- The Lord’s church belongs to the One who paid for it, and the price He paid was with His life (cf. Eph. 5:23, 25, 27).
1) If Scripture teaches God desires all men to be saved and come to the knowledge of the truth, then any teaching which teaches God chooses only those He desires (limited atonement) to be saved is false. 2) The Scriptures teaches that God desires all men to be saved and come to the knowledge of the truth (1 Timothy 2:4; 4:10), thus, 3) any teaching which teaches God chooses only those He desires (those to whom He limits His atonement) to be saved is false.
Calvinism teaches this
The evil philosophy of secular progressivism generates in society life as meaningless. What inherent value does the political philosophy of progressivism contribute to society? Because of it, the life of a child in the womb has no value; a natural progress from this is the life of man has no value. If one asserts to the contrary, what is the value of life when progressivism uses evolutionary philosophy has it core foundation from which to move? The advancement of science has many looking at life as completely absurd and meaningless. Technology is the religion of the day, and that religious ideology is completely a matter of self-absorption. How is the human condition in life improved by science and technology when science is nothing but organized knowledge to help explain (a value in and of itself), but scientists interpret the data with a completely meaningless philosophy of life (such as life coming from non-life)? And what can a person say about technology?
God is completely eliminated, or almost so, and many live life saying there is no point or accountability. It is progressivism (life has no accountable eventuality) that generates massive murders in society, even if the deranged person is a conservative in his own personal philosophy.
“What’s the point? Let me do much harm and run away with self-extinguishing practices, for there is no one to whom I am accountable!”
On the other hand, Godly wisdom FAR out paces benefits to and for the community, more so than liberal philosophy ever can. It is this way, because liberal philosophy seeks to liberate constraints in many areas of life, one of which is moral guidance. It is self-interest in the immediate that is the focus, not the interests of others toward the end of life. This is empty.
My son, beware of anything beyond these. Of making many books there is no end, and much study is a weariness of the flesh. The end of the matter; all has been heard. Fear God and keep his commandments, for this is the whole duty of man. For God will bring every deed into judgment, with every secret thing, whether good or evil.
The thesis of this essay: the meaning of life is from God, one’s meaning in life is moving directly back to God.
“The religious impulse, the quest for meaning that transcends the restricted space of empirical existence in this world, has been a perennial feature of humanity.”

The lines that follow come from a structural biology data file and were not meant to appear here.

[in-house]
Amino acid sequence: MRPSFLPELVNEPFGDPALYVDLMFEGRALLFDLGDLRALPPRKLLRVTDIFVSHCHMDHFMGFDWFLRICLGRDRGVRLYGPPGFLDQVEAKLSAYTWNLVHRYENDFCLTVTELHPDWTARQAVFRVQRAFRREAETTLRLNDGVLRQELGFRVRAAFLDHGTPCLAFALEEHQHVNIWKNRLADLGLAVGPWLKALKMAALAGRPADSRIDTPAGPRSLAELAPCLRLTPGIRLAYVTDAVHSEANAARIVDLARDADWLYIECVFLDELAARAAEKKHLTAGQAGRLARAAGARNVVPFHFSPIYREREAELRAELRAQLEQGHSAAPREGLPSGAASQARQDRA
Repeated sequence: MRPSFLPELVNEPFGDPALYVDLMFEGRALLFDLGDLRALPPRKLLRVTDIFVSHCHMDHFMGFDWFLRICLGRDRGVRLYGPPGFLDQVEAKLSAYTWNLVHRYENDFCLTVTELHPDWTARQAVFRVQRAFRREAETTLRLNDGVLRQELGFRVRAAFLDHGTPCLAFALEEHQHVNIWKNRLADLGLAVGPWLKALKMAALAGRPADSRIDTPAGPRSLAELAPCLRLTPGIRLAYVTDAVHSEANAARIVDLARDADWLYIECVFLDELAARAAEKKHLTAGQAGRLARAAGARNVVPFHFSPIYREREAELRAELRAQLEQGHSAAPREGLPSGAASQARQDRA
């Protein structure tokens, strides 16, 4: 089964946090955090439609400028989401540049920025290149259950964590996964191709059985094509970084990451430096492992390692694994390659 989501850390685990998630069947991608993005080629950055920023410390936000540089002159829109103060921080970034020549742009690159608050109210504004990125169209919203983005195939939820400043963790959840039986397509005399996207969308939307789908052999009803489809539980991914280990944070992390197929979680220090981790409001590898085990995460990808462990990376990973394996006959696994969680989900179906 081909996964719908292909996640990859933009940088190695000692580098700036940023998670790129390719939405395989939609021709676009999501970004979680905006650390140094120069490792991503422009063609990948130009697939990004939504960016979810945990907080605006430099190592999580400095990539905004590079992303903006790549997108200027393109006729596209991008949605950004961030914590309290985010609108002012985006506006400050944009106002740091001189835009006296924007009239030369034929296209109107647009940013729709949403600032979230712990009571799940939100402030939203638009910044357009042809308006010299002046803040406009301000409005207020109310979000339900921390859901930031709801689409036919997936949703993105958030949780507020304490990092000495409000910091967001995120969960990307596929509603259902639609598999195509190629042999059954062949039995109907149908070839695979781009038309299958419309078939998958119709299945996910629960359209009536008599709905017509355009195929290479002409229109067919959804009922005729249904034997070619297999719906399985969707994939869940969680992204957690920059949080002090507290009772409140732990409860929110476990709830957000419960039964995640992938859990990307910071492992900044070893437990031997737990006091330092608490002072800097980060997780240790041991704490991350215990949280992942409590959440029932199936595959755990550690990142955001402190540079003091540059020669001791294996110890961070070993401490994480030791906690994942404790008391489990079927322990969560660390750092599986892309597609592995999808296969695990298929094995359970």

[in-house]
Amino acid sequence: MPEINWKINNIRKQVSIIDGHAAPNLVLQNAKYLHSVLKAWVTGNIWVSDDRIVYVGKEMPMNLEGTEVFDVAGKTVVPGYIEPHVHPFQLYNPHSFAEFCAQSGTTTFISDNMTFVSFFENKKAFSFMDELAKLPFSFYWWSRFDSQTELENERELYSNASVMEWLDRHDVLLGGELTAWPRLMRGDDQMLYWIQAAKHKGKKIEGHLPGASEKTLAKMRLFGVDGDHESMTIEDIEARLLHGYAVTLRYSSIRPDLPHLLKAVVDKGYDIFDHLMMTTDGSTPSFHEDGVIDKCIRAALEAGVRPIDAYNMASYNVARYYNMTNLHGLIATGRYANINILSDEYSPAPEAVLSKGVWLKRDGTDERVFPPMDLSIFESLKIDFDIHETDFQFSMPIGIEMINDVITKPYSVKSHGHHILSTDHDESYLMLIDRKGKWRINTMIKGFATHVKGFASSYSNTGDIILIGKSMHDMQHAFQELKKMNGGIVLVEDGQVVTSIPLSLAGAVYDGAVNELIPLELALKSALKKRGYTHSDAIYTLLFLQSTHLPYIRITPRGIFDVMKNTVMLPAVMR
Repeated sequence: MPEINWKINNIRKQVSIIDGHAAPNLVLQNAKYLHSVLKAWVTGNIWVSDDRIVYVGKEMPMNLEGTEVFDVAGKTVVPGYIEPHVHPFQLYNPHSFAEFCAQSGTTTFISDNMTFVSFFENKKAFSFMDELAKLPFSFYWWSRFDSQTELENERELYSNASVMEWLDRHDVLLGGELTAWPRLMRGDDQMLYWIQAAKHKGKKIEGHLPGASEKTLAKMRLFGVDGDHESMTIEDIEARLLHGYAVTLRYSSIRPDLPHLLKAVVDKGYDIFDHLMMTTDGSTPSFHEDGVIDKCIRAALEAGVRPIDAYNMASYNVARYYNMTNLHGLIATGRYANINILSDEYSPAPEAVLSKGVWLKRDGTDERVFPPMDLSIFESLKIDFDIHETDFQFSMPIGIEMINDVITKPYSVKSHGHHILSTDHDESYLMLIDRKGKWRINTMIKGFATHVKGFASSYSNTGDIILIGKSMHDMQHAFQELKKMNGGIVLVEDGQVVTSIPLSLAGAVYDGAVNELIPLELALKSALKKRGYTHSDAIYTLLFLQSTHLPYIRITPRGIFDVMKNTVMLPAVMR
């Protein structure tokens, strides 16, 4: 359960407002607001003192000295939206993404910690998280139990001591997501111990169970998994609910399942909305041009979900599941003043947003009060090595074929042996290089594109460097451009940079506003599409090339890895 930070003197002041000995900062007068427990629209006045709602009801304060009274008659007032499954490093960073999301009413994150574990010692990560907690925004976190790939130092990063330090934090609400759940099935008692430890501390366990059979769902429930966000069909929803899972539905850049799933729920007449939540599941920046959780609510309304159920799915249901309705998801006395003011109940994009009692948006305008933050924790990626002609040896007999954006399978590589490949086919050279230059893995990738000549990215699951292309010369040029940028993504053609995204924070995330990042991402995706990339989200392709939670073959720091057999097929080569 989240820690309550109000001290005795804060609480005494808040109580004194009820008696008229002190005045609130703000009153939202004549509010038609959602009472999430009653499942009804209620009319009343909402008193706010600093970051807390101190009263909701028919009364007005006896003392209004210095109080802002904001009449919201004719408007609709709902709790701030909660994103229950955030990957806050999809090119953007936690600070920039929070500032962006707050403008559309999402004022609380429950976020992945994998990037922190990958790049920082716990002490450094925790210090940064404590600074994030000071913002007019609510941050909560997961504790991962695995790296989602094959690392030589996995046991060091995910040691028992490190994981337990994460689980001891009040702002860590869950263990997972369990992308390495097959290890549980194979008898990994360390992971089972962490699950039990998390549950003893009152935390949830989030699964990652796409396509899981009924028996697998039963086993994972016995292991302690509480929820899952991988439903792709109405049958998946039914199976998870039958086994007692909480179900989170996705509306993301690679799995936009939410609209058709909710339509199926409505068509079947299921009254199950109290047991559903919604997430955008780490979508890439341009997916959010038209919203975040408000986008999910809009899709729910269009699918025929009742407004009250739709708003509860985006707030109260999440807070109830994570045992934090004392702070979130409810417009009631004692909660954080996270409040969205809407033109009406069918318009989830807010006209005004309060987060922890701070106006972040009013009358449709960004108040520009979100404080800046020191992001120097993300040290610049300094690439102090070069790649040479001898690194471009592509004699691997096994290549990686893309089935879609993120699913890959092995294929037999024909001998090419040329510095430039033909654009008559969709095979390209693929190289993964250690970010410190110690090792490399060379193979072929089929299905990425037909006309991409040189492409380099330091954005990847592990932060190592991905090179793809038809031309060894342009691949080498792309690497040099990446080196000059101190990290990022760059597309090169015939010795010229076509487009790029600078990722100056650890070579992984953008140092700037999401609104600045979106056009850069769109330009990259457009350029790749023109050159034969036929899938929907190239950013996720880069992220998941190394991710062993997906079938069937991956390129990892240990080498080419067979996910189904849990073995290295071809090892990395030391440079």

Since man’s life is from one of two sources (God, not-God), meaning in life must be determined in relation to these two sources. If for one the source is not-God, then meaning is strictly the perspective of the individual; submissions to the question “what is the meaning of life?” found in such books like Will Durant’s On the meaning of life and periodicals like New Philosopher: What is the meaning of life? holds sway, which is to say that no one knows what meaning there is to and in life!
If life did not come from God, then answers that people construct to give meaning are viable and “right” as any answer given by another. The answers constructed, presumably, help one get-a-long in a meaningless world; it helps to make one’s meaningless life worth living! You are, in ultimate and practical terms, nothing more than a cockroach to be squashed.
You can hardly accept this, I am sure. You value your life far more than mechanical philosophers do, more than an atheistic materialist does, but if you accept the source of not-God, then to the material (“matter-in-motion”) realm of philosophy you (must) reside. The non-material substance of man (conscience) floats out-there-in-material-space. How rewarding!
Recently I came across the periodical New Philosopher (Issue 19 Feb-April 2018); within its pages are contributors who wrote anecdotal remarks on life’s meaning. Those answers ranged from being compassionate, act better, “something like truth,” little things, flourishing, connection and compassion, one needs to make his/her own meaning, meaning does not exist, have no regrets at end of day, make the world a better place, live in the moment, live honestly, thoughtfully and with compassion, to love, feel wonder and laugh.
I don’t recall a single reply that had substance (ultimate substance) for why one should live in these sorts of ways as suggested by the anecdotal remarks.